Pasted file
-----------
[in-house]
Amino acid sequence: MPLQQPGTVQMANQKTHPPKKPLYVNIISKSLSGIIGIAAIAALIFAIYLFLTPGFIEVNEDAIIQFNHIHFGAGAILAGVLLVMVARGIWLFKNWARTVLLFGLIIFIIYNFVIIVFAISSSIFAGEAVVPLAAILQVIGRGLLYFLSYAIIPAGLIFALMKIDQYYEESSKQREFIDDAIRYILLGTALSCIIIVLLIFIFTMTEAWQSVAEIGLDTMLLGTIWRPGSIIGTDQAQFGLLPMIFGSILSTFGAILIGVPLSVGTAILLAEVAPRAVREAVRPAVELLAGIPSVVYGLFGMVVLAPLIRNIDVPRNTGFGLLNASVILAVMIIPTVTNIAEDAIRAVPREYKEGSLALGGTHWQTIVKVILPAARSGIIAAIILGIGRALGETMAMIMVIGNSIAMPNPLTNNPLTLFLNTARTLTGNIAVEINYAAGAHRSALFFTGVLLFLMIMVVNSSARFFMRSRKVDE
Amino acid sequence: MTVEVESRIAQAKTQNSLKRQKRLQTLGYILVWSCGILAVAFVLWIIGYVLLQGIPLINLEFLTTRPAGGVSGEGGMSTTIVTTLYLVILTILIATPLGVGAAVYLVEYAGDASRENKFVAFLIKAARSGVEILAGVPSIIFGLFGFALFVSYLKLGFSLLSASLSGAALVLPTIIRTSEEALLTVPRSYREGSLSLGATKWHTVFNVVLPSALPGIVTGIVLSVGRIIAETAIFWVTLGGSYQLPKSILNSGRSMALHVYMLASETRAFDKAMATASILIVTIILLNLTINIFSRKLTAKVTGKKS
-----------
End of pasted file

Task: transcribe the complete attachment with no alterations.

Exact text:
[in-house]
Amino acid sequence: MPLQQPGTVQMANQKTHPPKKPLYVNIISKSLSGIIGIAAIAALIFAIYLFLTPGFIEVNEDAIIQFNHIHFGAGAILAGVLLVMVARGIWLFKNWARTVLLFGLIIFIIYNFVIIVFAISSSIFAGEAVVPLAAILQVIGRGLLYFLSYAIIPAGLIFALMKIDQYYEESSKQREFIDDAIRYILLGTALSCIIIVLLIFIFTMTEAWQSVAEIGLDTMLLGTIWRPGSIIGTDQAQFGLLPMIFGSILSTFGAILIGVPLSVGTAILLAEVAPRAVREAVRPAVELLAGIPSVVYGLFGMVVLAPLIRNIDVPRNTGFGLLNASVILAVMIIPTVTNIAEDAIRAVPREYKEGSLALGGTHWQTIVKVILPAARSGIIAAIILGIGRALGETMAMIMVIGNSIAMPNPLTNNPLTLFLNTARTLTGNIAVEINYAAGAHRSALFFTGVLLFLMIMVVNSSARFFMRSRKVDE
Amino acid sequence: MTVEVESRIAQAKTQNSLKRQKRLQTLGYILVWSCGILAVAFVLWIIGYVLLQGIPLINLEFLTTRPAGGVSGEGGMSTTIVTTLYLVILTILIATPLGVGAAVYLVEYAGDASRENKFVAFLIKAARSGVEILAGVPSIIFGLFGFALFVSYLKLGFSLLSASLSGAALVLPTIIRTSEEALLTVPRSYREGSLSLGATKWHTVFNVVLPSALPGIVTGIVLSVGRIIAETAIFWVTLGGSYQLPKSILNSGRSMALHVYMLASETRAFDKAMATASILIVTIILLNLTINIFSRKLTAKVTGKKS